If you are using the dispersible tablets, do not chew or swallow before mixing the tablet in a liquid. If your doctor has told you to take only part of a tablet, break the tablet carefully along the lines that have been scored into it. Place the tablet or piece of the tablet in at least 120 mL (4 ounces) of water, orange juice, Tang®, citrus flavors of Kool-Aid®, or a citrus fruit drink to dissolve. Drink the entire mixture right away. If some tablet residue remains in the cup after you drink the mixture, add a small amount of liquid to the cup and drink it all.

Your doctor may change your dose of methadone during your treatment. Your doctor may decrease your dose or tell you to take methadone less often as your treatment continues. If you experience pain during your treatment, your doctor may increase your dose or may prescribe an additional medication to control your pain. Talk to your doctor about how you are feeling during your treatment with methadone. Do not take extra doses of methadone or take doses of methadone earlier than they are scheduled even if you experience pain.

Do not stop taking methadone without talking to your doctor. Your doctor will probably want to decrease your dose gradually. If you suddenly stop taking methadone, you may experience withdrawal symptoms such as restlessness, teary eyes, runny nose, yawning, sweating, chills, muscle pain, widened pupils (black circles in the middle of the eyes), irritability, anxiety, backache, joint pain, weakness, stomach cramps, difficulty falling asleep or staying asleep, nausea, decreased appetite, vomiting, or diarrhea.

What side effects can this medication cause?

Methadone may cause side effects. Tell your doctor if any of these symptoms are severe or do not go away:

  • headache
  • weight gain
  • stomach pain
  • dry mouth
  • sore tongue
  • flushing
  • difficulty urinating
  • mood changes
  • vision problems
  • difficulty falling asleep or staying asleep

Some side effects can be serious. If you experience any of the following symptoms call your doctor immediately or get emergency medical help:

  • seizures
  • itching
  • hives
  • rash
  • swelling of the eyes, face, mouth, tongue, or throat
  • hoarseness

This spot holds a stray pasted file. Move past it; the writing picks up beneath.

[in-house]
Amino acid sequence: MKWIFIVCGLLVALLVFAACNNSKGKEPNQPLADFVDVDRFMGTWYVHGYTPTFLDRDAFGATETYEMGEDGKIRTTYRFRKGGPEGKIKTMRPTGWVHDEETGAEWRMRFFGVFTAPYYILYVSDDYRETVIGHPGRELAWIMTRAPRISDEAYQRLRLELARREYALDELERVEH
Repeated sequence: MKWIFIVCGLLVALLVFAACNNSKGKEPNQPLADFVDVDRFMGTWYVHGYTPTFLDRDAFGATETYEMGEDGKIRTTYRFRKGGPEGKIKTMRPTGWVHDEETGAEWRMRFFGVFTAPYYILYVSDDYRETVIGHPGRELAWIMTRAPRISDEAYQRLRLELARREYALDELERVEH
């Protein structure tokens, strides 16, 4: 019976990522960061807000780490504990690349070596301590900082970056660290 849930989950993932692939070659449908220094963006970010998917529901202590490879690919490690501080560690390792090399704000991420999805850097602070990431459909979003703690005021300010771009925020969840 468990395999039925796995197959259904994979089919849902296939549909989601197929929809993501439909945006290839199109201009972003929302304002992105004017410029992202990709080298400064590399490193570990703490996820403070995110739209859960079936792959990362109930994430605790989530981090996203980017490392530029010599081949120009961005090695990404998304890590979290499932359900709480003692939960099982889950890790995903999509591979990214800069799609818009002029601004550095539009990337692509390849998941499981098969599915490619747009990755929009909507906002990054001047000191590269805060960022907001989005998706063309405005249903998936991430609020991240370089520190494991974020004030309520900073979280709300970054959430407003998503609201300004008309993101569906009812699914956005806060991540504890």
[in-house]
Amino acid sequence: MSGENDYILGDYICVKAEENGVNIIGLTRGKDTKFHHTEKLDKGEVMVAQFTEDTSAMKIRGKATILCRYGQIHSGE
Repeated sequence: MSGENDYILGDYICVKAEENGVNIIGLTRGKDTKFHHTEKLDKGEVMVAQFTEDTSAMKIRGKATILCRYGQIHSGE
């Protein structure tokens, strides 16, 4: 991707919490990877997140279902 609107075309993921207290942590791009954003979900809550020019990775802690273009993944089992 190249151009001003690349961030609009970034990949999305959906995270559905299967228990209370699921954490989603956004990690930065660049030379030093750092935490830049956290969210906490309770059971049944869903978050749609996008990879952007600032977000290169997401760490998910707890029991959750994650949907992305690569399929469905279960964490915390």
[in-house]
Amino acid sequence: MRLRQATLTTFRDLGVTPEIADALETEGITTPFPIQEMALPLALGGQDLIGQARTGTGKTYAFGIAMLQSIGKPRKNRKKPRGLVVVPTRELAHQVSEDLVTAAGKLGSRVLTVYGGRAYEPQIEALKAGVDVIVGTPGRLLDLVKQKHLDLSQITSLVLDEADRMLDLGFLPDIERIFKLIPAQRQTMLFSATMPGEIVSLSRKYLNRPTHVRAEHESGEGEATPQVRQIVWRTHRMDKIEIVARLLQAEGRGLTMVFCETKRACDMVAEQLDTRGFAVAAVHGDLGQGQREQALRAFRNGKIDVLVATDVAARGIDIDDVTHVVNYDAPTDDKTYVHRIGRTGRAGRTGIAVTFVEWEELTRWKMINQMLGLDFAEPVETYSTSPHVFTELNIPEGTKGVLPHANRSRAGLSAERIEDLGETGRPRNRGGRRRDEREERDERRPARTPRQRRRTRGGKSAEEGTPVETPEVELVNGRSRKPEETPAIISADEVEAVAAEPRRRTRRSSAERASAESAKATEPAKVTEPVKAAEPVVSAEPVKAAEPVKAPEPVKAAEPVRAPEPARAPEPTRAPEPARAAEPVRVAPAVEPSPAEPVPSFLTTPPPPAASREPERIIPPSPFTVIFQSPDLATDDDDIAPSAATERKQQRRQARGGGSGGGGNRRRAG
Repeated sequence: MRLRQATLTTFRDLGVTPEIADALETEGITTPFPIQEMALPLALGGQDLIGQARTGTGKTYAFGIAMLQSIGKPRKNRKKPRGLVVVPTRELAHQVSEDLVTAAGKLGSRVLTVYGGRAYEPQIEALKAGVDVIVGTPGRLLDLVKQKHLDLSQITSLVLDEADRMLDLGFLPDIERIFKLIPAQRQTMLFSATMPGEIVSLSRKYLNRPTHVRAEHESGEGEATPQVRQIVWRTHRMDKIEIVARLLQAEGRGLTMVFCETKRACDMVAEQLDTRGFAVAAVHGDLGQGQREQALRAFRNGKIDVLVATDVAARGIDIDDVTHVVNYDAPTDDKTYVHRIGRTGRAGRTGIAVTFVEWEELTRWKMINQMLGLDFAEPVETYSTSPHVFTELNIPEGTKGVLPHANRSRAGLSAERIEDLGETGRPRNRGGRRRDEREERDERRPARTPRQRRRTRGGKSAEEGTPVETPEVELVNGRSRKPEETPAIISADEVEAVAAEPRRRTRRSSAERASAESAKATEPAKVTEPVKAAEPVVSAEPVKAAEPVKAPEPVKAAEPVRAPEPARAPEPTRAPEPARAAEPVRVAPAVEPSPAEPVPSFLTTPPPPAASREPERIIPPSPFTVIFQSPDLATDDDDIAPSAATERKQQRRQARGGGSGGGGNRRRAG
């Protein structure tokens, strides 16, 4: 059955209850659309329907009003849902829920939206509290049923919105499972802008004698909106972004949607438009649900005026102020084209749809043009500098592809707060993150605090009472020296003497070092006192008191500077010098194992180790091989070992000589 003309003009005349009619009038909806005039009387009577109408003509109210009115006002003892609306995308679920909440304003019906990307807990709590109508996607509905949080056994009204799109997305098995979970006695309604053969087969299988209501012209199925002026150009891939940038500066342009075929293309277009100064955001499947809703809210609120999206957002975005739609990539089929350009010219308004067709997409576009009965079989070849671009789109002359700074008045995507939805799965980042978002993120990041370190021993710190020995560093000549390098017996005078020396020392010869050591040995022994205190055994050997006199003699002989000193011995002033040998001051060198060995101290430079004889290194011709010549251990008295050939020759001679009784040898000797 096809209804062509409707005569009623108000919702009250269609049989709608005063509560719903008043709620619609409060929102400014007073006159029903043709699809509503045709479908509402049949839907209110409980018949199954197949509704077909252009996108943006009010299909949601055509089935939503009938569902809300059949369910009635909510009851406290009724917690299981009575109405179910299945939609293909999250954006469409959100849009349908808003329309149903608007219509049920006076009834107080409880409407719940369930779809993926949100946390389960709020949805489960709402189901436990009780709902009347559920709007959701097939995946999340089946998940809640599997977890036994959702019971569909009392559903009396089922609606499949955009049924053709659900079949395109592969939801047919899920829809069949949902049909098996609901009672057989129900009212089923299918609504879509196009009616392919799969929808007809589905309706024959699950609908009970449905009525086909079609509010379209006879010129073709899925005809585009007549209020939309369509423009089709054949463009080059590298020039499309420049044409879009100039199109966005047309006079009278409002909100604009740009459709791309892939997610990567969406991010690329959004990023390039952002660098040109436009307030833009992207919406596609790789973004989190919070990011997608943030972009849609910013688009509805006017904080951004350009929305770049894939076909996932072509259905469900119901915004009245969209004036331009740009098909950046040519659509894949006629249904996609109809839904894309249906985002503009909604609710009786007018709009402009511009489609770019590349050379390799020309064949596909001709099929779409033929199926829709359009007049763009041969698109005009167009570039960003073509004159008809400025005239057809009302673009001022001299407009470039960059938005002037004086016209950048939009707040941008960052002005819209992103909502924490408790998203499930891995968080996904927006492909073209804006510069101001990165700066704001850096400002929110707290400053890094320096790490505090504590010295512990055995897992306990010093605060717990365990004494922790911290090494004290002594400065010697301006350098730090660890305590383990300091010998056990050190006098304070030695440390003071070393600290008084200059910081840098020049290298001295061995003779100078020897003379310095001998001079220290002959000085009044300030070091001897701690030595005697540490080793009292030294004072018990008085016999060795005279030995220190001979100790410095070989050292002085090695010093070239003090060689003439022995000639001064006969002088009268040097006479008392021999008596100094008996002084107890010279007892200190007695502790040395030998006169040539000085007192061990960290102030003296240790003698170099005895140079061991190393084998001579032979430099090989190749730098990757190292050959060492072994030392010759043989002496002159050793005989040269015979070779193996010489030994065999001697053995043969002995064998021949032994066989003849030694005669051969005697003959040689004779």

• difficulty breathing or swallowing
  • extreme drowsiness
  • agitation, hallucinations (seeing things or hearing voices that do not exist), fever, sweating, confusion, fast heartbeat, shivering, severe muscle stiffness or twitching, loss of coordination, nausea, vomiting, or diarrhea
  • nausea, vomiting, loss of appetite, weakness, or dizziness
  • inability to get or keep an erection
  • irregular menstruation
  • decreased sexual desire

Methadone may cause other side effects. Call your doctor if you have any unusual problems while you are taking this medication.

Methadone Safety Information

Methadone may be habit forming. Take methadone exactly as directed. Do not take a larger dose, take it more often, or take it for a longer period of time or in a different way than prescribed by your doctor. While taking methadone, discuss with your healthcare provider your pain treatment goals, length of treatment, and other ways to manage your pain. Tell your doctor if you or anyone in your family drinks or has ever drunk large amounts of alcohol, uses or has ever used street drugs, or has overused prescription medications, or has had an overdose, or if you have or have ever had depression or another mental illness. There is a greater risk that you will overuse methadone if you have or have ever had any of these conditions. Talk to your healthcare provider immediately and ask for guidance if you think that you have an opioid addiction or call the U.S. Substance Abuse and Mental Health Services Administration (SAMHSA) National Helpline at 1-800-662-HELP.

Methadone may cause serious or life-threatening breathing problems, especially during the first 24 to 72 hours of your treatment and any time your dose is increased. Your doctor will monitor you carefully during your treatment. Tell your doctor if you have or have ever had slowed breathing or asthma. Your doctor will probably tell you not to take methadone. Also tell your doctor if you have or have ever had lung disease such as chronic obstructive pulmonary disease (COPD; a group of lung diseases that includes chronic bronchitis and emphysema), a head injury, a brain tumor, or any condition that increases the amount of pressure in your brain. The risk that you will develop breathing problems may be higher if you are an older adult or are weak or malnourished due to disease. If you experience any of the following symptoms, call your doctor immediately or get emergency medical treatment: slowed breathing, long pauses between breaths, or shortness of breath.